Steve McQueen’s second directorial outing after the immensely powerful Hunger (2008) is a raw and unflinching portrayal of addiction and loneliness. Michael Fassbender gives an outstanding performance as the cold and distant Brandon, a man whose existence is built around a well ordered routine and the need for sexual contact. He looks withdrawn, tired and pale throughout the film, a man haunted by his burning need for sordid thrills despite his apparent inability to gain pleasure from them.
Brandon is to all intents and purposes a fully-functioning and normal member of society. He commutes to work at his unspecified job, socialises with work colleagues and lives in a trendy modern apartment. His burden is very much a secret one which adds to his growing sense of isolation. Brandon watches pornography, pays for hookers and masturbates on a seemingly never-ending loop to the point where it’s all just part of his daily routine. That carefully managed routine is shattered when his sister Sissy (Carey Mulligan) turns up in town needing a place to stay.
Sissy is chirpy and playful and seems in direct contrast to sullen Brandon. Yet she also shows a great fragility beneath the surface and turns to Brandon for brotherly affection and help, maybe even protection. Such is his remoteness however, he simply has no affection to give and at one stage he even implores her to “stop playing the victim”.
Sissy does however convince her brother to come and see her sing at a local lounge bar. Brandon grudgingly brings along his sleazy boss David, a married man who tries tragically to emulate Brandon’s single life who we see earlier trying in vain to pick up girls in bars. In one of the stand-out scenes in the whole movie, McQueen lets his camera linger on Mulligan’s face as she sings a slowed down version of ‘New York, New York’ that is dripping in longing and melancholy. The camera briefly cuts to Brandon who allows himself a brief moment of emotion which hints at a shared pain in the two sibling’s past.
Sissy comes over to the table and she and David begin to flirt, much to Brandon’s obvious chagrin. The trio share a decidedly uncomfortable taxi ride back to Brandon’s apartment and while David and Sissy sleep together, Brandon, steely-eyed and frustrated, leaves the apartment for a jog through the cold and desolate streets.
Brandon does attempt something approaching a normal human relationship with co-worker Marianne. The two share a dinner date and it seems to go well if a little awkwardly as Brandon struggles to maintain a veneer of normality. His inability to share meaningful physical contact with someone he actually cares about ultimately becomes an issue though and Brandon’s need for taboo and depraved sexual gratification becomes more prominent. As Sissy’s frailty becomes more and more prominent and Brandon’s self-loathing begins to take over, he starts to realise his affliction is getting out of hand.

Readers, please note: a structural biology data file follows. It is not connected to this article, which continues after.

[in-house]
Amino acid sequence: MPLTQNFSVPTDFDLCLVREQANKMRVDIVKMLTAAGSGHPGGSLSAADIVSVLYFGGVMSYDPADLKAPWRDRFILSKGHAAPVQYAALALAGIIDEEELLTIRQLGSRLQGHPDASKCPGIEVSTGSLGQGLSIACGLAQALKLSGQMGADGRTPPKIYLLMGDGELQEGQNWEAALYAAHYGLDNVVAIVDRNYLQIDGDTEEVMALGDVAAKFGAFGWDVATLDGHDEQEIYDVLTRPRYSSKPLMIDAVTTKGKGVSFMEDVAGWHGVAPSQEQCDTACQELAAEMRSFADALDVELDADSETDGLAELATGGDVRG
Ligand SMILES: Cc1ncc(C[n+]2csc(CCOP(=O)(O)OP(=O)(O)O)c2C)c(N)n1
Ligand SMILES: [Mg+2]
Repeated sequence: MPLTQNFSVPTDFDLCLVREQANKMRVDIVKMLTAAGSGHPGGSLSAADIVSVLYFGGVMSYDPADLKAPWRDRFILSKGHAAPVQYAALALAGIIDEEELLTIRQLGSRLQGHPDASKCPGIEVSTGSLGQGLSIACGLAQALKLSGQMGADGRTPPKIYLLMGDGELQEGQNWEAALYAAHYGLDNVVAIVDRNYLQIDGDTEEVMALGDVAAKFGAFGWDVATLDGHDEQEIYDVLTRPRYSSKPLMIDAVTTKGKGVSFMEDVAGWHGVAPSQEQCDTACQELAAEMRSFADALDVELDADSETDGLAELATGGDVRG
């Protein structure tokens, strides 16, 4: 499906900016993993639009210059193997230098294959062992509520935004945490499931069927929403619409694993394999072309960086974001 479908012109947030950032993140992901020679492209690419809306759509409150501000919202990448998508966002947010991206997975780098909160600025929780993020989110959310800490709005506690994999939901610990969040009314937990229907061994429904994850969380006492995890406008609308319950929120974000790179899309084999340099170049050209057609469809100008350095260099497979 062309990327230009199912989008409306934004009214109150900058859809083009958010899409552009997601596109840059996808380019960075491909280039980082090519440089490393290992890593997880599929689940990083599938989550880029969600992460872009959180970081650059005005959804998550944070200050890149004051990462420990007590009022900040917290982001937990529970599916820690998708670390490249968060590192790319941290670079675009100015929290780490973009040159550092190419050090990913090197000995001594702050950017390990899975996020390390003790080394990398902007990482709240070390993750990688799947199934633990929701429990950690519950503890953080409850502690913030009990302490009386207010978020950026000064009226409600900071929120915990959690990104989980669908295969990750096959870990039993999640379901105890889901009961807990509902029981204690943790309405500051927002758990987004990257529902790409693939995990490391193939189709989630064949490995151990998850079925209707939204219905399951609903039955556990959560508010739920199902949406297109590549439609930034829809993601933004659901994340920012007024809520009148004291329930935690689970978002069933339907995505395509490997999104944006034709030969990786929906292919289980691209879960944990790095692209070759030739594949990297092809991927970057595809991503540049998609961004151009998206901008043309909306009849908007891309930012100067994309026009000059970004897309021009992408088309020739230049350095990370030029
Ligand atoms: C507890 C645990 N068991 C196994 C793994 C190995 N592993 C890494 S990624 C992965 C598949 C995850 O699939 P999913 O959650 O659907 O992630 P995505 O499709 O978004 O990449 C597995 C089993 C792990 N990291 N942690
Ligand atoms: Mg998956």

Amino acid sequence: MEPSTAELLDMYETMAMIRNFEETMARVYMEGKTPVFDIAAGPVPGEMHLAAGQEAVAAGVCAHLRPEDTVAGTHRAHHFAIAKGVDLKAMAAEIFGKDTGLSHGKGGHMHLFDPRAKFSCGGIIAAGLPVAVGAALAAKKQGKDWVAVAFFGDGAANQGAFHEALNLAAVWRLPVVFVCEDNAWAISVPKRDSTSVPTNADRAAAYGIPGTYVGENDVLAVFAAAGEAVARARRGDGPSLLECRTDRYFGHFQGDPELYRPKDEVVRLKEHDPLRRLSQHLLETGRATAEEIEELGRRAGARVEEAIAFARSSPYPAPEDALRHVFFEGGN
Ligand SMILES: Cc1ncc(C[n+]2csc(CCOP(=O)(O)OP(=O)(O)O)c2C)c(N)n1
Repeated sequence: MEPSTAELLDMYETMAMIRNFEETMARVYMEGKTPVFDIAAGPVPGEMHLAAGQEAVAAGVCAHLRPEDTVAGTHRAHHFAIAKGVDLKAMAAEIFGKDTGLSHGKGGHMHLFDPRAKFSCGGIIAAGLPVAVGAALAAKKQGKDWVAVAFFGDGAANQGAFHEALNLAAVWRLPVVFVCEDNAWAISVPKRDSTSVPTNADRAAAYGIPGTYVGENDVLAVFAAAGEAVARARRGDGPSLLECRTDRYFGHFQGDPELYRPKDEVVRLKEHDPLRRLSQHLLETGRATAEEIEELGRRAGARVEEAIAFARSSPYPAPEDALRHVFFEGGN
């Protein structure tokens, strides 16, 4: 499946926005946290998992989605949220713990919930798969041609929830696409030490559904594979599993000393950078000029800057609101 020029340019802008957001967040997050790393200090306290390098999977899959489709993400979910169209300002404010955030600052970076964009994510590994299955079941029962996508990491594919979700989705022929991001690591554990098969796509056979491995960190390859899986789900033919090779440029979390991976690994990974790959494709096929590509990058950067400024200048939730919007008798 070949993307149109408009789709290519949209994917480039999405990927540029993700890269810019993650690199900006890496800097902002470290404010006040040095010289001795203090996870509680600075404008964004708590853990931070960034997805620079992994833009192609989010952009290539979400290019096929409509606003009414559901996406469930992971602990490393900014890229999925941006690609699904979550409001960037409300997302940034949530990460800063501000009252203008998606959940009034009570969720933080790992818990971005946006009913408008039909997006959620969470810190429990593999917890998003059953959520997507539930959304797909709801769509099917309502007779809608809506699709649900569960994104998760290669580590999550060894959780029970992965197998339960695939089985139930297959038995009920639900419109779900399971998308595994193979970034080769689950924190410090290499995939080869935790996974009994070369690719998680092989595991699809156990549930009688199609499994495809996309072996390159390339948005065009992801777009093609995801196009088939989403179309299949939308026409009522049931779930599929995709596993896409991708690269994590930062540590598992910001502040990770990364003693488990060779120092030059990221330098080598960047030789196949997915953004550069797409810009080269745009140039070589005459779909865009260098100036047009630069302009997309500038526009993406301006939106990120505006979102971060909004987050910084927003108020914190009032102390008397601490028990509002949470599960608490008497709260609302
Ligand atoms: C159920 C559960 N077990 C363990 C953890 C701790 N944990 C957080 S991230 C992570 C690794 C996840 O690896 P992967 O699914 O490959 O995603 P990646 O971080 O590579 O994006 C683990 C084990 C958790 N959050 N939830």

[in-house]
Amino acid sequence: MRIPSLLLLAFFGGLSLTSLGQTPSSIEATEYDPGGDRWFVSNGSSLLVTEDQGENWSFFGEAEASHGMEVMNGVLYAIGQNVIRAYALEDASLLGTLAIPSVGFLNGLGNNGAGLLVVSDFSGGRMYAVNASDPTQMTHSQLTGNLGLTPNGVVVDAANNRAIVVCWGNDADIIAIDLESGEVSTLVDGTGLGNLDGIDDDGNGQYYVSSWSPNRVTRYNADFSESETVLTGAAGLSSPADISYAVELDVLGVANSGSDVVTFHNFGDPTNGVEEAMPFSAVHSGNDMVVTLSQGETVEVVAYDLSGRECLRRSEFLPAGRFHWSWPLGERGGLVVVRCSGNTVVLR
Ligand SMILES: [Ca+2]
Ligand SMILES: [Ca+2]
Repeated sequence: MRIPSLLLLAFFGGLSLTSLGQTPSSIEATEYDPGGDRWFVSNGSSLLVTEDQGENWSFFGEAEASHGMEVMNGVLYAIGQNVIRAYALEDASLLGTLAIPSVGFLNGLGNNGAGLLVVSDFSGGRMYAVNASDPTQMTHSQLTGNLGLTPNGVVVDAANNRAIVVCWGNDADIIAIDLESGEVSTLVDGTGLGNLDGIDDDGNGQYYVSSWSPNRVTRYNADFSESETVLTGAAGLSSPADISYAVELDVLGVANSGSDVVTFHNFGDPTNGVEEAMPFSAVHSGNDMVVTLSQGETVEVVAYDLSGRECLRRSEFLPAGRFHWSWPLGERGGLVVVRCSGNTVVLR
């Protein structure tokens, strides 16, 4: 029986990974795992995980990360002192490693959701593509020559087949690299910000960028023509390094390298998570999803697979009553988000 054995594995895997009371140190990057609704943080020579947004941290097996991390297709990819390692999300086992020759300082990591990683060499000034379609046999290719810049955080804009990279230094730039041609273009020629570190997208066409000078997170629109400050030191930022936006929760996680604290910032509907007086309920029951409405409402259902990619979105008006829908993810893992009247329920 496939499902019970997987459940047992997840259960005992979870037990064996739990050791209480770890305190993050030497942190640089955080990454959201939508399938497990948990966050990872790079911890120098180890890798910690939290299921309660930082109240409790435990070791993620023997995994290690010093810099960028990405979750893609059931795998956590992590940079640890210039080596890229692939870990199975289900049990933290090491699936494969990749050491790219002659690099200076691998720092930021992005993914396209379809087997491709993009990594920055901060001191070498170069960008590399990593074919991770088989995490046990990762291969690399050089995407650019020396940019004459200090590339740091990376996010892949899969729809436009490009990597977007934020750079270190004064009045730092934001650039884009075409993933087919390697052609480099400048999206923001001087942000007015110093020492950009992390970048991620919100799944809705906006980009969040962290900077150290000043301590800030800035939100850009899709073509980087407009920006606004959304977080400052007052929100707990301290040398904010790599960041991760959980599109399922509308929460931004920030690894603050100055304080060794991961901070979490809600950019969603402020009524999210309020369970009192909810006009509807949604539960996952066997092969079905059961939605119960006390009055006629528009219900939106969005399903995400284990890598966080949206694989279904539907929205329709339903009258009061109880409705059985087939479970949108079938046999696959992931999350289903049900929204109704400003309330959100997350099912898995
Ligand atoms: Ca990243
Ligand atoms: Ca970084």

Fassbender is proving himself to be one of the finest actors working today and he is truly outstanding here as a man struggling with an addiction and keeping his sordid private life a secret. The opening scene where he flirts with a married woman on a train only to turn the situation into something all the more unsettling and creepy is truly superb. Fassbender fully conveys the necessary remoteness and portrays Brandon not as a dangerous sexual predator but a regular guy with a personal problem, the root causes of which we are never privy to. Likewise, Carey Mulligan is pitch perfect as Sissy, a seemingly bright and cheerful girl who longs for her brother’s affection and who herself is dealing with an unspecified inner pain. Mulligan captures the fragility of the character perfectly and it is her arrival which proves disastrous to Brandon’s carefully honed secret life. A telling scene sees Sissy burst in on Brandon pleasuring himself in the bathroom. While she finds it hilarious and seeks to laugh it off, he storms out of the bathroom in a rage, partly through embarrassment and partly out of the misplaced anger which he has towards himself.
Great credit must be given to McQueen for creating such a powerful piece of cinema. He indulges in plenty of long takes, which despite often proving uncomfortable to watch, allows the viewer to gain a real sense of the two lead characters’ conflicting emotions. The aforementioned ‘New York, New York’ scene being a prime example of this. The director paints a portrait of a sex addict, not in a lurid or titillating way, but in a manner which highlights the hollow and empty lifestyle it can often lead to. The desolated streets, sterile apartment buildings and bland office spaces heighten the sense of emptiness in Brandon’s life. The director doesn’t really offer any answers, be it a cause or a cure, moreover he is simply showing a snapshot of a sufferer and allows the audience to experience what he experiences.
It’s a bold and provocative movie with two truly bravura performances at its centre. Shame is a compelling and yet, at the same time, very difficult film to watch which renders it a movie that lingers with you long after it finishes but nevertheless a film which you may wish to watch just the once.
Shame is out on DVD & blu-ray 14th May 2012.
Director: Steve McQueen
Stars: Michael Fassbender, Carey Mulligan, James Badge Dale
Runtime: 101 min